This past Sunday's game was hard to watch on many different levels.
As Chargers fans, we have become accustomed to watching San Diego field a team that was arguably the best on any given day. Even coming into this year, after failing to make the playoffs in 2010, many of us thought, "Hey, we had the No. 1 offense and defense in the NFL last year. We still have an elite team. Right?"
There are so many moving parts in this franchise right now that it his hard to determine where the Chargers' strengths lie.
Many thought that the Chargers still possessed a top five offense in the league (wrong), but with the struggles of Philip Rivers, they look more like a bottom 10 offense. Without a QB operating at a high level, it is impossible to win games on a consistent basis in the NFL.
Many thought the Chargers were healthy again (wrong). Injuries tend to plague teams that have older players who are on the downswing of their careers. The Chargers' veterans (Dielman, Hardwick, McNeil, Gates, Floyd, Jammer, Castillo, etc) have all missed significant time this year. This has again exposed the last of the depth put together by A.J. Smith.
Lastly, many thought Norv Turner was still an above-average coach who was mentoring Philip Rivers to greatness (WRONG!). If you aren't going to admit that Norv's play-calling has become predictable, at least realize that his management of games, and his team, has been pathetic throughout his tenure with the Bolts.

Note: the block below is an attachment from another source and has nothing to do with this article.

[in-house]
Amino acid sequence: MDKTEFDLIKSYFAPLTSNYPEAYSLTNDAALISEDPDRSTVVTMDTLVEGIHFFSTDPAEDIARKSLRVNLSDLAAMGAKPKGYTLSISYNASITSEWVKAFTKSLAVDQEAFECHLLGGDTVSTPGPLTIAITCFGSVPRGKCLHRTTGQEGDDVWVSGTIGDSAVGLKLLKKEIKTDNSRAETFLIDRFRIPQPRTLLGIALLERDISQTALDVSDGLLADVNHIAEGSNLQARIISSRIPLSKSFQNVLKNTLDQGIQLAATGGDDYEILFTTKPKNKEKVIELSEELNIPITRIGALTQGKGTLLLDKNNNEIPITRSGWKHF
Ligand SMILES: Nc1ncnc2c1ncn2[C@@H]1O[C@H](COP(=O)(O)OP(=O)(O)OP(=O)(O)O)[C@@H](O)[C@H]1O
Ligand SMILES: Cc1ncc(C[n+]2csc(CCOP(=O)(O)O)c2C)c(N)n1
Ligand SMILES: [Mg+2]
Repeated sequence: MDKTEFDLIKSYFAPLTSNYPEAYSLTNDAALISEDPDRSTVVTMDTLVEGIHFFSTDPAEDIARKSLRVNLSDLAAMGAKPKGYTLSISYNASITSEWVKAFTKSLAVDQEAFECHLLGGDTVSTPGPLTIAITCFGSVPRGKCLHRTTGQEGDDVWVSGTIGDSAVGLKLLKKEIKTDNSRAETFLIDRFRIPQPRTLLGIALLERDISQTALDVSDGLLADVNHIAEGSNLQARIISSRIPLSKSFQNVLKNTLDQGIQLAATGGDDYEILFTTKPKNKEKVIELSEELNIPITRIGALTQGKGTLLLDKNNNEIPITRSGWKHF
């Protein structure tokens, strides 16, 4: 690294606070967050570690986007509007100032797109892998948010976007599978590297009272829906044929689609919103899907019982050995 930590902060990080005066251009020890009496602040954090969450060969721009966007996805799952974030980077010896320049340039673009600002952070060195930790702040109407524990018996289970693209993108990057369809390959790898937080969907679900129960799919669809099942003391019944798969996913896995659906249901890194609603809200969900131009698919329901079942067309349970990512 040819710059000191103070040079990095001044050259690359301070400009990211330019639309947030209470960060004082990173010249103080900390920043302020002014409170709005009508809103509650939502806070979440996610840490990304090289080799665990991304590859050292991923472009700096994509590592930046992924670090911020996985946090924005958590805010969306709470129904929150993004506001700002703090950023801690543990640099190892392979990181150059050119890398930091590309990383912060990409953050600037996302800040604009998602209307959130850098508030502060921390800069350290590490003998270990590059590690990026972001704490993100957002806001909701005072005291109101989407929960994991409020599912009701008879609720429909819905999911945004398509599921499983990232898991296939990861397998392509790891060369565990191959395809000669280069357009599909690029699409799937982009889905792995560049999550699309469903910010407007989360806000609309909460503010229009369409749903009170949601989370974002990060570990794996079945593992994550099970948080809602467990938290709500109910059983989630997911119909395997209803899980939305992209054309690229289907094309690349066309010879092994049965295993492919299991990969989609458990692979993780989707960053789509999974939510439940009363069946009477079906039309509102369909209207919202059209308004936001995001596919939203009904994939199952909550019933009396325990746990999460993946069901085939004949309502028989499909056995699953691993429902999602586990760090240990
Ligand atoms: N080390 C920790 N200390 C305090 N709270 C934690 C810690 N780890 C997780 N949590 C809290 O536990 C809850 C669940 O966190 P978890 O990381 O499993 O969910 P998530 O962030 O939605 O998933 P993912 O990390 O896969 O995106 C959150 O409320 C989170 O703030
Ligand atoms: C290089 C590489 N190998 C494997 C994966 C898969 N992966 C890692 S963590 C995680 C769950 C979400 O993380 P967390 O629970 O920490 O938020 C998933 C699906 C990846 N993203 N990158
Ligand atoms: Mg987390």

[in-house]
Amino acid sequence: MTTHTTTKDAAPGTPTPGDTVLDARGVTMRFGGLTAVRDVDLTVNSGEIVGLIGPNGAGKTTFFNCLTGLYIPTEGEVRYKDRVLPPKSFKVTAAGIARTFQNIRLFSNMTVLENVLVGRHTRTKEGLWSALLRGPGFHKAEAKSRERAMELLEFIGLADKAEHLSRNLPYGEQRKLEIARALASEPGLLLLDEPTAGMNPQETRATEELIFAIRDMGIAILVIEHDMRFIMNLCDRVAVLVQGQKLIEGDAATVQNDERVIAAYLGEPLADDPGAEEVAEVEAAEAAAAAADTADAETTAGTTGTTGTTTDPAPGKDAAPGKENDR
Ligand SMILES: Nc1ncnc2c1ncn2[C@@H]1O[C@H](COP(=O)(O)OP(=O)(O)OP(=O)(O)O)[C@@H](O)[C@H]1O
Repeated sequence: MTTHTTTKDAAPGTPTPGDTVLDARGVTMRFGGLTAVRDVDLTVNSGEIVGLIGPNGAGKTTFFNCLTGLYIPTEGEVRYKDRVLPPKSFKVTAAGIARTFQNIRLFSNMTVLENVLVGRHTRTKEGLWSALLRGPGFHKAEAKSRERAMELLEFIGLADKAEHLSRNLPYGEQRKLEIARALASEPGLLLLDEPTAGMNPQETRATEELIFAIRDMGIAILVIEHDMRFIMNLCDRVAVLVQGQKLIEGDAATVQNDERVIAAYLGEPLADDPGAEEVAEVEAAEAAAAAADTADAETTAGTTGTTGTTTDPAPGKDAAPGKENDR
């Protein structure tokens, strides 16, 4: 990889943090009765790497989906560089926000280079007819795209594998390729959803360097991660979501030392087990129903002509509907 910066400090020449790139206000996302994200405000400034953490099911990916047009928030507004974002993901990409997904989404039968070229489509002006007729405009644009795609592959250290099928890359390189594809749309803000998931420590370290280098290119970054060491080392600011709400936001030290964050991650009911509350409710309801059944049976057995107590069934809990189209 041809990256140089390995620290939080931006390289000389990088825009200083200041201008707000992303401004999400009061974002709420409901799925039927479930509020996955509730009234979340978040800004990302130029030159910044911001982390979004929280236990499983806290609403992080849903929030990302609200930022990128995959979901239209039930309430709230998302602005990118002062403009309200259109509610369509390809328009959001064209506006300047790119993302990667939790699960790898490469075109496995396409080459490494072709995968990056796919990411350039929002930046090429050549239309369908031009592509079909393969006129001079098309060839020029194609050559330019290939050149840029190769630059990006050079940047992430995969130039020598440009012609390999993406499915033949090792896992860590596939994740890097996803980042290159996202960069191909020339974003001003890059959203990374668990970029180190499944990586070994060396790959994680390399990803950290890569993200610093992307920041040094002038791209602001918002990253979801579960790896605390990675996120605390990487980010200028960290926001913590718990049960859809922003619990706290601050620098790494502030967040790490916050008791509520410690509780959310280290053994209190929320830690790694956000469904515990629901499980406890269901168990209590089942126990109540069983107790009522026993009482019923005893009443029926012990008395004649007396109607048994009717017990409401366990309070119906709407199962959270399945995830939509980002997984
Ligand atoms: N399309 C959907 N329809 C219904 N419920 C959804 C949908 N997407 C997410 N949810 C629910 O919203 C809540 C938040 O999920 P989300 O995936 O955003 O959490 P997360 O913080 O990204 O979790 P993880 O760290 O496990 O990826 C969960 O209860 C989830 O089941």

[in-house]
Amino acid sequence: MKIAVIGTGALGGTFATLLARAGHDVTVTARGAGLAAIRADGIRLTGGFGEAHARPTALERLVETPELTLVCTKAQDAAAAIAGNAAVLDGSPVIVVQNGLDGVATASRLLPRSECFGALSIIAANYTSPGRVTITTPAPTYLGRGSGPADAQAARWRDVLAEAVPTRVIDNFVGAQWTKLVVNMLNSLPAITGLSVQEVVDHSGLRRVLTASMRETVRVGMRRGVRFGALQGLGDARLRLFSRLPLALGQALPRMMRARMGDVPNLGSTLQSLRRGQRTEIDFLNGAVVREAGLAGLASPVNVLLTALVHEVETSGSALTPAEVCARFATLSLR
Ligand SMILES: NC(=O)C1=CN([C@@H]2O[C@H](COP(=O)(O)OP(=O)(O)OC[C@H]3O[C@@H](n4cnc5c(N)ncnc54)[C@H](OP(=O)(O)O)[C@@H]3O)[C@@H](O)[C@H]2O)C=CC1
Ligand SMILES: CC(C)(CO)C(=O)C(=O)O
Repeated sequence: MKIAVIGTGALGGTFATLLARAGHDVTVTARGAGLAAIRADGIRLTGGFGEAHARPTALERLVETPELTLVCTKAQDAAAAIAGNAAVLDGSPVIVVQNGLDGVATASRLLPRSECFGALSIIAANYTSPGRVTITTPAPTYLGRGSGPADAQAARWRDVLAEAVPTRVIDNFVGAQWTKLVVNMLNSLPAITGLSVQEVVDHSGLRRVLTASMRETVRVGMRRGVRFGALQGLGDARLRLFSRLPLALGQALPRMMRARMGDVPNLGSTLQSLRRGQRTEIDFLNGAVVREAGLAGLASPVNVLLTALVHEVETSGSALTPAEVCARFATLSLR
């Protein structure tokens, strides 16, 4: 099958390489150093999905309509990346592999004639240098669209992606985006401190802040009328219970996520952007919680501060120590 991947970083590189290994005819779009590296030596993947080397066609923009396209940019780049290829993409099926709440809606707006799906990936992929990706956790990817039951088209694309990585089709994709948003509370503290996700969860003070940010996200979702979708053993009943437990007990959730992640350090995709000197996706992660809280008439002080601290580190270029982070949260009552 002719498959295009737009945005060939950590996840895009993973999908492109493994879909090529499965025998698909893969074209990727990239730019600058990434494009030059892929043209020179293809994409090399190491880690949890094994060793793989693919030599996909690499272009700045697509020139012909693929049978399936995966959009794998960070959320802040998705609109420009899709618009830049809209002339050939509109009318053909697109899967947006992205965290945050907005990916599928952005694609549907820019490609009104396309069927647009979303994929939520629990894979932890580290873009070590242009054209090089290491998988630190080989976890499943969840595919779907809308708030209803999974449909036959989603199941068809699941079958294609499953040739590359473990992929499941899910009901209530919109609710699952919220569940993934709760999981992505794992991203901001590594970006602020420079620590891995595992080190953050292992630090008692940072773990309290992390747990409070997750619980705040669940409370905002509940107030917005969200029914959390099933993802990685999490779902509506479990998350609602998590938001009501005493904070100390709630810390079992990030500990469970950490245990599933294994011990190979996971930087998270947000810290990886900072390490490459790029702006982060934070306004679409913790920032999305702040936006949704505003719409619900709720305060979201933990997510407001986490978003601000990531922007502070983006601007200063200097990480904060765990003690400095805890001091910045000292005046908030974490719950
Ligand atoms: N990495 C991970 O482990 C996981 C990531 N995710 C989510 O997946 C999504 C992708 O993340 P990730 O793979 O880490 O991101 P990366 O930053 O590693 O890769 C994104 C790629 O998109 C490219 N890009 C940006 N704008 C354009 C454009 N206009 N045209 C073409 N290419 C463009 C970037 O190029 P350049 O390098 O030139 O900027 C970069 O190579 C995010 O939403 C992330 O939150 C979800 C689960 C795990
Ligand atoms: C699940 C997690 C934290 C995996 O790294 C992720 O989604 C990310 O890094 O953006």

Whose fault is it?
Norv has continually showed his incompetence to make the right decisions late in games ever since he was hired by A.J. Smith—Sunday was just another reminder.
I am sure if you are reading this article, you noticed all the poor choices Norv made with clock management throughout the Broncos game, but there was one particular instance that really rubbed me the wrong way. An occurrence which no one seems to be talking about.
With one minute left in overtime, the Chargers had two timeouts as the Broncos set up for their game-winning field goal. Instead of calling a timeout to stop the clock with one minute left (which would have given the Chargers a chance to go down the field and score if the Broncos missed), Norv opted to not use one.
Instead, he saved the timeouts to "ice the kicker", but only after 30 seconds ran off the clock, leaving 33 seconds on the clock.
He basically was giving up for a tie or loss.
To me this summarized the whole game. Norv's resistance to show he had a pair (Running out the second- and fourth-quarter clocks) all wrapped into one.
While I would like to see him go now, there is no way A.J. "My Ego is Bigger than Yours" Smith admits defeat halfway though a season.
So, how far have the Chargers fallen? Well, all I can say is...this is just the beginning.